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Vaccine. 2000 Nov 8;19(6):601-12.

Application of genomics and proteomics for identification of bacterial gene products as potential vaccine candidates.

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Wyeth Lederle Vaccines, 211 Bailey Road, West Henrietta, NY 14586, USA.


The ability of bioinformatics to characterize genomic sequences from pathogenic bacteria for prediction of genes that may encode vaccine candidates, e.g. surface localized proteins, has been evaluated. By applying appropriate tools for genomic mining to the published sequence of Haemophilus influenzae Rd genome, it was possible to identify a putative vaccine candidate, the outer membrane lipoprotein, P6. Proteomics complements genomics by offering abilities to rapidly identify the products of predicted genes, e.g. proteins in outer membrane preparations. The ability to identify the P6 protein uniquely from entries in a sequence database from the expected peptide-mass fingerprint of P6 demonstrates the power of proteomics. The application of proteomics for identification of vaccine candidates for another pathogenic bacterium, Helicobacter pylori using two different approaches is described. The first involves rapid identification of a series of monoclonal antibody reactive proteins from N-terminal sequence tags. The other approach involves identification of proteins in outer membrane preparations by 2-D electrophoresis followed by trypsin digestion and peptide mass map analysis. Our combined studies demonstrate that utilization of genome sequences by application of bioinformatics through genomics and proteomics can expedite the vaccine discovery process by rapidly providing a set of potential candidates for further testing.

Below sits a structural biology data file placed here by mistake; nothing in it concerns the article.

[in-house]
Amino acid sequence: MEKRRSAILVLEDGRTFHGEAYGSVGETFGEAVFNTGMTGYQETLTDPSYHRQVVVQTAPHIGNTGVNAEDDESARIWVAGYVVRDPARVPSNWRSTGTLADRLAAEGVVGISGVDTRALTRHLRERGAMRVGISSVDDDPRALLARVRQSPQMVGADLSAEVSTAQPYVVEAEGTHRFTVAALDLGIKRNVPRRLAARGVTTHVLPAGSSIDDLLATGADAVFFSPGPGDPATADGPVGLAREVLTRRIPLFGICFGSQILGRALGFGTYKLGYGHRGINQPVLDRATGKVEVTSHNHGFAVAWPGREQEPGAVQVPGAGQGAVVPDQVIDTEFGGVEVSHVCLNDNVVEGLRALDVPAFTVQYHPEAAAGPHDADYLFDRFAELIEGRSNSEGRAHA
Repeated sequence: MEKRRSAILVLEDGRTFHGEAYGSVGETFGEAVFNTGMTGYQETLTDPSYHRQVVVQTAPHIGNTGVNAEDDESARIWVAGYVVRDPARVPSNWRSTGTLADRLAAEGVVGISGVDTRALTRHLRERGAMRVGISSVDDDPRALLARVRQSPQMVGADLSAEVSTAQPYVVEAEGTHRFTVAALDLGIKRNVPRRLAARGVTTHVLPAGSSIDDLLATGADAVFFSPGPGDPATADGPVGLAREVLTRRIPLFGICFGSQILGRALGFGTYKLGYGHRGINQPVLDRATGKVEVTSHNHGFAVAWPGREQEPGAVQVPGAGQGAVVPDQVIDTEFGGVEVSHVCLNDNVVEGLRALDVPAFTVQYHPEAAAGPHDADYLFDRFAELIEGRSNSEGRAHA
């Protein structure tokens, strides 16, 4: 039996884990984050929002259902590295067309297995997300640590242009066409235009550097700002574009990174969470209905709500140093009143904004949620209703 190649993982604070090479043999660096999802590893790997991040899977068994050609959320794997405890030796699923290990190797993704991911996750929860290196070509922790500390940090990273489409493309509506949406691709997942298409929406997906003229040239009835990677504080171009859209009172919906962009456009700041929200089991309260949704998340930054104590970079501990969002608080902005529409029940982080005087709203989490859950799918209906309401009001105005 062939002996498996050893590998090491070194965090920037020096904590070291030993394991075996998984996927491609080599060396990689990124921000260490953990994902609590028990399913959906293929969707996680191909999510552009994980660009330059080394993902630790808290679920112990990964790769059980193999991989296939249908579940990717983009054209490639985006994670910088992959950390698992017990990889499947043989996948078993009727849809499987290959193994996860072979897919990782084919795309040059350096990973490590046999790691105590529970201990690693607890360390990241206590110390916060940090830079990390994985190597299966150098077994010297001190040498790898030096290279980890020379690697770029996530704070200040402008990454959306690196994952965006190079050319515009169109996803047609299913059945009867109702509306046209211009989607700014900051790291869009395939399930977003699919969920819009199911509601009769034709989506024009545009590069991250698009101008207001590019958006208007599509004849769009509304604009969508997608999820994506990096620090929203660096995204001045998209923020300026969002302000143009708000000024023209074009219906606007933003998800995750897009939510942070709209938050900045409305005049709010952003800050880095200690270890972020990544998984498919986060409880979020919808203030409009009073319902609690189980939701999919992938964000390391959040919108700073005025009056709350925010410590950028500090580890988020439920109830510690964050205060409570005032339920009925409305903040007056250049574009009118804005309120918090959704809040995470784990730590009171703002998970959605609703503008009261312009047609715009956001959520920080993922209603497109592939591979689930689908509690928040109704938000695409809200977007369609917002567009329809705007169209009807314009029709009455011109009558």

[Indexed for MEDLINE]

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